New musical Dissociated goes inside the dreams of its protagonist to explore mental health issues and recovery from child sexual abuse. Composer, psychotherapist and founder of Skitzoid Productions, Dave Bain, explains how immersive theatre is one of the best ways to practice mindfulness. Time to get booking!
Alex is a twenty-seven-year-old surgical student in her last year of training, whose life seems to be on an upward trajectory. But pressures are building and, when her grandmother dies, her crisis reaches a tipping point. In Dissociated, the audience join Alex in her dreams, accompanying her at different stages of her life through her unconscious.
As I write this article, it’s five weeks to go to the opening of Dissociated. Today I’ve got to order a fruit machine on Amazon. Last week I ordered some gold doubloons and a space hopper. My wife thinks that anyone looking at my purchase history would think I am pirate from the 1970s with a gambling streak. Meanwhile, my production to-do list never seems to get any shorter, as it fills with marketing, script rewrites and budget problems (ie. there’s never enough money).
It’s at this kind of point where I find it’s worth pulling myself back from the minutiae of the day-to-day to remember why I’m doing this.
Firstly, I love theatre. There’s been plenty in the media across the last few years about being mindful. For me, theatre is a great way to do this. When you’re sitting in an audience, the electricity generated between yourself and the actors pulls you into the present moment. This is why our shows are immersive – it gives you the space to openly acknowledge this, and play with that energy a bit more.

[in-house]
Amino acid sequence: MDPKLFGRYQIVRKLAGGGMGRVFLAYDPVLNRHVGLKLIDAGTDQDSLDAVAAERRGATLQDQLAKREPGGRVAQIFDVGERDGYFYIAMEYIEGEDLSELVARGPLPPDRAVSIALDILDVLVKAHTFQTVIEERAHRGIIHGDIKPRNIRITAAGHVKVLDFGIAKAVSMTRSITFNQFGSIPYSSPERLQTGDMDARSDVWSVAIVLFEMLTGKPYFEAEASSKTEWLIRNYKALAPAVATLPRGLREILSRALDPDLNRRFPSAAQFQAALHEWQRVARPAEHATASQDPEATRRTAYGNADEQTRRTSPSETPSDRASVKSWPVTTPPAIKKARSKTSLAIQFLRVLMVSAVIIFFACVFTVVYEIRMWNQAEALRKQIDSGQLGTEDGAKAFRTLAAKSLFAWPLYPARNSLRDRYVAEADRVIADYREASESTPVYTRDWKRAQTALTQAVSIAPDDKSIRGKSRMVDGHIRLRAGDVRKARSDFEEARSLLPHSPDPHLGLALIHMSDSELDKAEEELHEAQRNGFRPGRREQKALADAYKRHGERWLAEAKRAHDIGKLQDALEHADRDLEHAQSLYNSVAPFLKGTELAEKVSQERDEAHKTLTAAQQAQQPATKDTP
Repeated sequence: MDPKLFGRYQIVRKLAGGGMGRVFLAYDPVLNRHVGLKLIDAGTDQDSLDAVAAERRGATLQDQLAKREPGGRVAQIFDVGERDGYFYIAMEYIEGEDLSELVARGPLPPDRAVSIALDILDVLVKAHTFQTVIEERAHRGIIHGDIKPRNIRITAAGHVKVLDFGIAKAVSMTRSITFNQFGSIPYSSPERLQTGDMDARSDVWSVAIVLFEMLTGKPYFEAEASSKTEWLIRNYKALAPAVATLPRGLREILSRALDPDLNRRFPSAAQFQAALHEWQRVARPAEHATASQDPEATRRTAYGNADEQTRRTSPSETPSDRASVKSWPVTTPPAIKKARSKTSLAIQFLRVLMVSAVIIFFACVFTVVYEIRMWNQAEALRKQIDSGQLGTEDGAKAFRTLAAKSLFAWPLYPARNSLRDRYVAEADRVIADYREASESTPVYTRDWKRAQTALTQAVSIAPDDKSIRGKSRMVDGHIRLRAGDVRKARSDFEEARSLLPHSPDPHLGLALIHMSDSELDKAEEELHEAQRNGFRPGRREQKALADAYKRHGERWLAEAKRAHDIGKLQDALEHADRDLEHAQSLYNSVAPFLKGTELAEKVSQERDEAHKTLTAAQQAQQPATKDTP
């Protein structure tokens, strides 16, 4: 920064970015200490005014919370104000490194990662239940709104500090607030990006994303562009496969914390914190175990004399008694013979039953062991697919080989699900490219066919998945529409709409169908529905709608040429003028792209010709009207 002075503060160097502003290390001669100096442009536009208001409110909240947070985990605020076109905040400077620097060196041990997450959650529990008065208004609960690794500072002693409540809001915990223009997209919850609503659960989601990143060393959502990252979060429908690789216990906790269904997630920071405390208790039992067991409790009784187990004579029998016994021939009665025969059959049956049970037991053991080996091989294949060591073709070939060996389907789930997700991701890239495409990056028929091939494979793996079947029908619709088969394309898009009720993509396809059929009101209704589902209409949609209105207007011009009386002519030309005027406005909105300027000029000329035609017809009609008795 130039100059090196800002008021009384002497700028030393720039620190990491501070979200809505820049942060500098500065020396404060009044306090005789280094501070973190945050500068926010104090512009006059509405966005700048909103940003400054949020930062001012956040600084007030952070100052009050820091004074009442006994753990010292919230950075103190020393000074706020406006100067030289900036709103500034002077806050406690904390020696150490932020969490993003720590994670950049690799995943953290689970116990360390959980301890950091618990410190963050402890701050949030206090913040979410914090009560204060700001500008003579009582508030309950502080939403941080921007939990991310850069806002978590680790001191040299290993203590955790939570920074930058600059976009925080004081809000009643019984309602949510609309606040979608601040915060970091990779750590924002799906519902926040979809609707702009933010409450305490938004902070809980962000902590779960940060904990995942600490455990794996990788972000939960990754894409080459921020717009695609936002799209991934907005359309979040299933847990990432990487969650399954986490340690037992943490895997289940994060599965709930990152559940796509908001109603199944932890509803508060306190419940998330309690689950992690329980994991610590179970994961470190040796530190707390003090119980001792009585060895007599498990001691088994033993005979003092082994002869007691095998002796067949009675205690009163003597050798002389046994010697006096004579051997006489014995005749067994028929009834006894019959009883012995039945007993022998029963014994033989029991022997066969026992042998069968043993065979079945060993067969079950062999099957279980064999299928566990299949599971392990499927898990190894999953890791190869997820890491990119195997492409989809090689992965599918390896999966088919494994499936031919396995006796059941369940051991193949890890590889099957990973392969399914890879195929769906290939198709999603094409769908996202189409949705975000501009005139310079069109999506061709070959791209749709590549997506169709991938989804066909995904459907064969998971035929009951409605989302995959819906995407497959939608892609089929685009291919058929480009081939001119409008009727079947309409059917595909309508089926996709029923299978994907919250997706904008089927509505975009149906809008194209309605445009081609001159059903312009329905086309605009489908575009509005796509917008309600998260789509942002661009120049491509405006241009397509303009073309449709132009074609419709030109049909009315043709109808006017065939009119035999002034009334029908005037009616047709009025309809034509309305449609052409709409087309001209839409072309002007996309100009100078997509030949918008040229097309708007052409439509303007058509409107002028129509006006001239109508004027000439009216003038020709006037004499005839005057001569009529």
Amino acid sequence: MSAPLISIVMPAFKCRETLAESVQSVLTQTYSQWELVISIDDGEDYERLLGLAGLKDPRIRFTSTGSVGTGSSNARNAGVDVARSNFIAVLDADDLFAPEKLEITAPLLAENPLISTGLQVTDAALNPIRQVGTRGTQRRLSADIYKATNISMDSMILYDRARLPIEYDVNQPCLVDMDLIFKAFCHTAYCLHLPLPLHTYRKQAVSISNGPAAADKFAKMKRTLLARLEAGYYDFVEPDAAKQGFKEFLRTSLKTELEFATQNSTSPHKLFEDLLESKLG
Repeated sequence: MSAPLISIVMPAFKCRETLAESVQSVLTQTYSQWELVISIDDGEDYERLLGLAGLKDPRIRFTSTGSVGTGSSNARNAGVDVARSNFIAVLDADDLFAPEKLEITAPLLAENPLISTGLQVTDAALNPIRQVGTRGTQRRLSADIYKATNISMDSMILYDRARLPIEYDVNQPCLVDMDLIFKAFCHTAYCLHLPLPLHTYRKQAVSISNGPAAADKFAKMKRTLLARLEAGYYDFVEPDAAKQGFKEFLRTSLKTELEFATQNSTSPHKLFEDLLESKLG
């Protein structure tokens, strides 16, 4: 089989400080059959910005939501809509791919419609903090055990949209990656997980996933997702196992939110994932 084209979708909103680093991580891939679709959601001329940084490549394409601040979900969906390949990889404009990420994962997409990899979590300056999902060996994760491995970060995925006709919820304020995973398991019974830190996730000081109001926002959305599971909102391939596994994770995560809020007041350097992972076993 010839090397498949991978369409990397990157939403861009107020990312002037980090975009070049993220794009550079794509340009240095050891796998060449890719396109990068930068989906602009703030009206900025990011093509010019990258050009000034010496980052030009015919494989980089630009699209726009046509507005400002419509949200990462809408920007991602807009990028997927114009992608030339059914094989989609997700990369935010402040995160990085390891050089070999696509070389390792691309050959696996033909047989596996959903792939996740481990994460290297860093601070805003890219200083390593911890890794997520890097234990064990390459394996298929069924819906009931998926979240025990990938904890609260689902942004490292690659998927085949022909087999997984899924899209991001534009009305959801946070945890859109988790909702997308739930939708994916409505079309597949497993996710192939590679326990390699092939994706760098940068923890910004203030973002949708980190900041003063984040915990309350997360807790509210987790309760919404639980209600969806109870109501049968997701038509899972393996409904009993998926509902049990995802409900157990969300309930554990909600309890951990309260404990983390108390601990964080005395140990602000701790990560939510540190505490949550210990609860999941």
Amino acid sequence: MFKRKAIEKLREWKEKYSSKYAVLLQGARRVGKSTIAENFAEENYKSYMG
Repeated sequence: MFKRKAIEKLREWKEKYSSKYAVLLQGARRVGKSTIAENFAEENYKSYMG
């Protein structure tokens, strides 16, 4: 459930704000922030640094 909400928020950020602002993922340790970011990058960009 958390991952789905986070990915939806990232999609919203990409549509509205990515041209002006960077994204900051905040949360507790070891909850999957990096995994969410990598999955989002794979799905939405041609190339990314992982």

As well as being a writer/director, I’m also a psychotherapist. My work with clients has not only informed my writing – last year’s Game Over is about suicide/depression, and Dissociated is about trauma/recovery from abuse – but also my approach to writing. As a therapist, the most important thing in my work is to be present with my clients. This is a lot more than just being in the room, it’s about being attentive to their shifting moods, and responding in a kind, receptive way.
When I’m writing, or reviewing what I’ve written, part of me is trying to empathise with the audience, and imagine how they might be responding to what is emerging. This, in turn, helps me shape the writing.
“It’s quite difficult to judge yourself this way; it’s why people need therapists—we tend to judge other people’s problems with more objectivity than our own”
However, it’s quite difficult to judge yourself this way; it’s why people need therapists—we tend to judge other people’s problems with more objectivity than our own. That’s why having other people around you to give some perspective is so important—so a big shout-out to my script doctor wife and all the cast and crew.
Dissociated is about child sexual abuse. I’ve worked with survivors for ten years, so I felt I had some sense of what they go through. The challenge was finding a framework to explore this story so that it didn’t become too overwhelming for audiences, and finding a way to help them stay present to the (sometimes difficult) material. By setting the play in Alex’s (our lead’s) dreams, I hope we have managed this.
I’ve seen a lot of immersive shows over the past twenty years. I’ve enjoyed them all immensely, but Goat & Monkey’s Reverence was definitely one of the high points. They managed to keep the balance between bringing the audience into the narrative but also keeping their story moving forward.
I hope that with Game Over, and now Dissociated, Skitzoid Productions can build on this framework. At the very least, we’re going to have a good shot at it, so please come down and let us know how we’re doing.
Dissociated runs from 15 to 26 October 2019 at the Etcetera Theatre, 265 Camden High Street, Above the Oxford Arms, London NW1 7BU, with performances Tuesdays to Saturdays at 7.30pm. Tickets are priced £13.20. CLICK HERE TO PURCHASE!
Note: Dissociated is suitable for audiences aged 18+. It features adult themes around mental health and trauma.